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Why AEM Holdings Ltd’s (SGX:AWX) Return On Capital Employed Is Impressive

Simply Wall St

Today we'll look at AEM Holdings Ltd (SGX:AWX) and reflect on its potential as an investment. Specifically, we'll consider its Return On Capital Employed (ROCE), since that will give us an insight into how efficiently the business can generate profits from the capital it requires.

First of all, we'll work out how to calculate ROCE. Then we'll compare its ROCE to similar companies. Last but not least, we'll look at what impact its current liabilities have on its ROCE.

What is Return On Capital Employed (ROCE)?

ROCE is a measure of a company's yearly pre-tax profit (its return), relative to the capital employed in the business. All else being equal, a better business will have a higher ROCE. In brief, it is a useful tool, but it is not without drawbacks. Renowned investment researcher Michael Mauboussin has suggested that a high ROCE can indicate that 'one dollar invested in the company generates value of more than one dollar'.

So, How Do We Calculate ROCE?

Analysts use this formula to calculate return on capital employed:

Return on Capital Employed = Earnings Before Interest and Tax (EBIT) ÷ (Total Assets - Current Liabilities)

Or for AEM Holdings:

0.44 = S$48m ÷ (S$185m - S$75m) (Based on the trailing twelve months to June 2019.)

Therefore, AEM Holdings has an ROCE of 44%.

View our latest analysis for AEM Holdings

Does AEM Holdings Have A Good ROCE?

ROCE can be useful when making comparisons, such as between similar companies. Using our data, we find that AEM Holdings's ROCE is meaningfully better than the 12% average in the Semiconductor industry. I think that's good to see, since it implies the company is better than other companies at making the most of its capital. Regardless of the industry comparison, in absolute terms, AEM Holdings's ROCE currently appears to be excellent.

We can see that, AEM Holdings currently has an ROCE of 44% compared to its ROCE 3 years ago, which was 26%. This makes us wonder if the company is improving. You can see in the image below how AEM Holdings's ROCE compares to its industry. Click to see more on past growth.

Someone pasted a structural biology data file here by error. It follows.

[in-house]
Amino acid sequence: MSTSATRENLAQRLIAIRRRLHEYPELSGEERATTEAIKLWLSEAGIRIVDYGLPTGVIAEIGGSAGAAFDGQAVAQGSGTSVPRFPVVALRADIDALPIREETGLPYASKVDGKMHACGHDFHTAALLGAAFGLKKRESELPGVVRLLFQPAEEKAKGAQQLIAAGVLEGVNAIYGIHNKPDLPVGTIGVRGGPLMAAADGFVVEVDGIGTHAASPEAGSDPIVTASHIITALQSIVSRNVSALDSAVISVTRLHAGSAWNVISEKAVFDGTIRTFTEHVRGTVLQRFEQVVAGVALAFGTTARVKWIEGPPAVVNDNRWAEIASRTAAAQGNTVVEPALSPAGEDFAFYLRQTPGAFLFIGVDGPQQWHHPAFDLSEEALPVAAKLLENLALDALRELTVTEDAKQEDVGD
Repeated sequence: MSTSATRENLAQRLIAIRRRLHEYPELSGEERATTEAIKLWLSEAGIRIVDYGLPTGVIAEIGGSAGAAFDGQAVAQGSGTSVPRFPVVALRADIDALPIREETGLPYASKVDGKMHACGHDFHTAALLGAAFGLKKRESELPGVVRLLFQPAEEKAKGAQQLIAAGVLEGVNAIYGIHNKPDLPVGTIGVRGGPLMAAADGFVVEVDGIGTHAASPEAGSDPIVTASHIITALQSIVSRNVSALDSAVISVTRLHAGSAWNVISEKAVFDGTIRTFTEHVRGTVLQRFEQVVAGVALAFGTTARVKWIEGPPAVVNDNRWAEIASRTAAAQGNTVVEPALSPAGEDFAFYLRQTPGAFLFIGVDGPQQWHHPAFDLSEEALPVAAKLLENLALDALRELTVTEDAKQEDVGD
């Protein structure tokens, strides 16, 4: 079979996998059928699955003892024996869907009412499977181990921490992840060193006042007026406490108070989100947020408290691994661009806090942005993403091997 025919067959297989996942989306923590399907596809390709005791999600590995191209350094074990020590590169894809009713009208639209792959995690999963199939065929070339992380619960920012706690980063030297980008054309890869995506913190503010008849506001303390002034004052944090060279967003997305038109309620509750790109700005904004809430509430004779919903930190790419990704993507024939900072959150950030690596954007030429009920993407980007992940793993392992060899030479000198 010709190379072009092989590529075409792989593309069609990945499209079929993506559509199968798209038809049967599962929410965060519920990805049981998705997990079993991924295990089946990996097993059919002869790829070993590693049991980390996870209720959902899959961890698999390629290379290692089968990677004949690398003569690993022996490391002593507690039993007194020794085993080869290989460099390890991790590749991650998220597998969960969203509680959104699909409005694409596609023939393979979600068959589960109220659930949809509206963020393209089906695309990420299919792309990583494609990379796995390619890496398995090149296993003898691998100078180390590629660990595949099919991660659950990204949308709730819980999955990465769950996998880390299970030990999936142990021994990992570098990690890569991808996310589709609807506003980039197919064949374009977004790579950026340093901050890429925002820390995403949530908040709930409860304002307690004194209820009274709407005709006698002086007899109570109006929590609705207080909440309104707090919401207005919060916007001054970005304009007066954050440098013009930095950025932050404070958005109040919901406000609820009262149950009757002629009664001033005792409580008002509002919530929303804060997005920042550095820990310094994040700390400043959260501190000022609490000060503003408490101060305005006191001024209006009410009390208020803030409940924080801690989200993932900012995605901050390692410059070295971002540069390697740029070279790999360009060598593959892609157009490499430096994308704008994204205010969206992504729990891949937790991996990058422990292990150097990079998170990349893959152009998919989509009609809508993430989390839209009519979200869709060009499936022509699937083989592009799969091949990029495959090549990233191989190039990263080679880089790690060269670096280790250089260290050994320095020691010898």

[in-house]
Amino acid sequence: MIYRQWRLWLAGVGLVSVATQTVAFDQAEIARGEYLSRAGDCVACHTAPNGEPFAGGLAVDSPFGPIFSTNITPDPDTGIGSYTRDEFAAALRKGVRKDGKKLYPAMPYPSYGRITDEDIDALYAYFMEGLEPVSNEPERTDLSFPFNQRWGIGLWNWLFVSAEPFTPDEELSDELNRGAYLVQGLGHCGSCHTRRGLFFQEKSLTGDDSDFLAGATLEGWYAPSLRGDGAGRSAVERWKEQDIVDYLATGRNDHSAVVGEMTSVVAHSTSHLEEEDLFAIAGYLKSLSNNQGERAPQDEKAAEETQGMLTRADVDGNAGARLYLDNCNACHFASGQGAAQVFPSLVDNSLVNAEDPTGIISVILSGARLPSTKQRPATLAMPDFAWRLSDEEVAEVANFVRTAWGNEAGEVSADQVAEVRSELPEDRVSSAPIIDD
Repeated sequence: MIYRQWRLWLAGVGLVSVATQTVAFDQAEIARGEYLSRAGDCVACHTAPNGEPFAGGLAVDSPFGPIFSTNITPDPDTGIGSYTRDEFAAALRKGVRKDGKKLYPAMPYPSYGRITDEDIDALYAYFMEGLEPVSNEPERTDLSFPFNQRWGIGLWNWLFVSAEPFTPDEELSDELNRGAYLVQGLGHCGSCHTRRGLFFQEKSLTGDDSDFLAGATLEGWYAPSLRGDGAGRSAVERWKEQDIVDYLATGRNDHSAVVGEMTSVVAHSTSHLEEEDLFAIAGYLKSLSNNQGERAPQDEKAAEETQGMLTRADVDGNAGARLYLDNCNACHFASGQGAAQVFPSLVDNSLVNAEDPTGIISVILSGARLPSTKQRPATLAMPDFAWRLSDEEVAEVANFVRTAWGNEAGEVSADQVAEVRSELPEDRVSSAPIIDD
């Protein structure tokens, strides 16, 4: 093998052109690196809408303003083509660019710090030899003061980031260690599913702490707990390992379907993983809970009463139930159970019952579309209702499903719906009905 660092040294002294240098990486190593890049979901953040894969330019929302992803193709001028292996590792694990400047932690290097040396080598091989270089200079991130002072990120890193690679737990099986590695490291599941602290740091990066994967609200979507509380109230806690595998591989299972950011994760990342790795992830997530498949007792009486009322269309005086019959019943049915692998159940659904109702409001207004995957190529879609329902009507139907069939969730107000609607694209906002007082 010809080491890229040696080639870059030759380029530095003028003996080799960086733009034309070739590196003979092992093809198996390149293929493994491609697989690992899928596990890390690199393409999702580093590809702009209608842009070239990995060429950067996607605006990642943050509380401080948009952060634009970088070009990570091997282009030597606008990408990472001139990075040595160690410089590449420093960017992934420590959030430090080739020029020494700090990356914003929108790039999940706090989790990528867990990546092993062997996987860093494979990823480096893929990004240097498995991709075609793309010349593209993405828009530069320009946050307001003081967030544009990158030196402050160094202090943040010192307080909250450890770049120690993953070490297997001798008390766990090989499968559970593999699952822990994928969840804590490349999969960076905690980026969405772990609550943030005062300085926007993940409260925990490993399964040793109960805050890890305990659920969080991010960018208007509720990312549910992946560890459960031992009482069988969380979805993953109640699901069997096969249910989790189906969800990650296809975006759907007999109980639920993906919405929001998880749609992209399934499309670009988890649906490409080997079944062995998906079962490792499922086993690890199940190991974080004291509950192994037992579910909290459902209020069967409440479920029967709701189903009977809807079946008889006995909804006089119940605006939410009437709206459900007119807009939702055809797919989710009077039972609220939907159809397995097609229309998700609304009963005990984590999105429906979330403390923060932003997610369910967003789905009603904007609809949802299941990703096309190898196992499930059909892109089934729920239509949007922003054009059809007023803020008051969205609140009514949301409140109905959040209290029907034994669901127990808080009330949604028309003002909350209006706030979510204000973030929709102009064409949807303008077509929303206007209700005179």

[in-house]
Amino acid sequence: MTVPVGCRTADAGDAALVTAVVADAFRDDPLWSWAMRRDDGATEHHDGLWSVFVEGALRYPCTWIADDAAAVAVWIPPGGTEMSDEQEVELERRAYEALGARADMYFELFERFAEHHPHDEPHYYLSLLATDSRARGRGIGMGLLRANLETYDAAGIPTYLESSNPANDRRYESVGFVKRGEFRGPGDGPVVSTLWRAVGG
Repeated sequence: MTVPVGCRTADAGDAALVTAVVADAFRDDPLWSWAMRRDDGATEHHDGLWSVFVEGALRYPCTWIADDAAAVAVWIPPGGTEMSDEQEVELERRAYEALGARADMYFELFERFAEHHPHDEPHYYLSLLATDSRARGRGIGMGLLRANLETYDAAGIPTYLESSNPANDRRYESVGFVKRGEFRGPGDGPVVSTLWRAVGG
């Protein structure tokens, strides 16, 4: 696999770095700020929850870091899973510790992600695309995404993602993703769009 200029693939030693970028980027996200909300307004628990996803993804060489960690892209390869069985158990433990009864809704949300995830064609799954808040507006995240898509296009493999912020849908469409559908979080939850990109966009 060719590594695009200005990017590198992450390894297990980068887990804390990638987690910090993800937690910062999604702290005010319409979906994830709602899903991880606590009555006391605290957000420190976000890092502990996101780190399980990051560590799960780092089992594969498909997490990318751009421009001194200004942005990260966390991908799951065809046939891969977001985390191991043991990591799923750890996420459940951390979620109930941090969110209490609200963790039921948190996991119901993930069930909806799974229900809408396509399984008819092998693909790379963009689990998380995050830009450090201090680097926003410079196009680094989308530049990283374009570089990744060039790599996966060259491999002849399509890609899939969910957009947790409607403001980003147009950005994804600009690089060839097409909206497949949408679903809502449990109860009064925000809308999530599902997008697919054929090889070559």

SGX:AWX Past Revenue and Net Income, October 15th 2019

It is important to remember that ROCE shows past performance, and is not necessarily predictive. ROCE can be misleading for companies in cyclical industries, with returns looking impressive during the boom times, but very weak during the busts. ROCE is only a point-in-time measure. Future performance is what matters, and you can see analyst predictions in our free report on analyst forecasts for the company.

AEM Holdings's Current Liabilities And Their Impact On Its ROCE

Current liabilities include invoices, such as supplier payments, short-term debt, or a tax bill, that need to be paid within 12 months. Due to the way ROCE is calculated, a high level of current liabilities makes a company look as though it has less capital employed, and thus can (sometimes unfairly) boost the ROCE. To counteract this, we check if a company has high current liabilities, relative to its total assets.

AEM Holdings has total assets of S$185m and current liabilities of S$75m. Therefore its current liabilities are equivalent to approximately 40% of its total assets. AEM Holdings's ROCE is boosted somewhat by its middling amount of current liabilities.

Our Take On AEM Holdings's ROCE

Despite this, it reports a high ROCE, and may be worth investigating further. AEM Holdings shapes up well under this analysis, but it is far from the only business delivering excellent numbers . You might also want to check this free collection of companies delivering excellent earnings growth.

I will like AEM Holdings better if I see some big insider buys. While we wait, check out this free list of growing companies with considerable, recent, insider buying.

We aim to bring you long-term focused research analysis driven by fundamental data. Note that our analysis may not factor in the latest price-sensitive company announcements or qualitative material.

If you spot an error that warrants correction, please contact the editor at editorial-team@simplywallst.com. This article by Simply Wall St is general in nature. It does not constitute a recommendation to buy or sell any stock, and does not take account of your objectives, or your financial situation. Simply Wall St has no position in the stocks mentioned. Thank you for reading.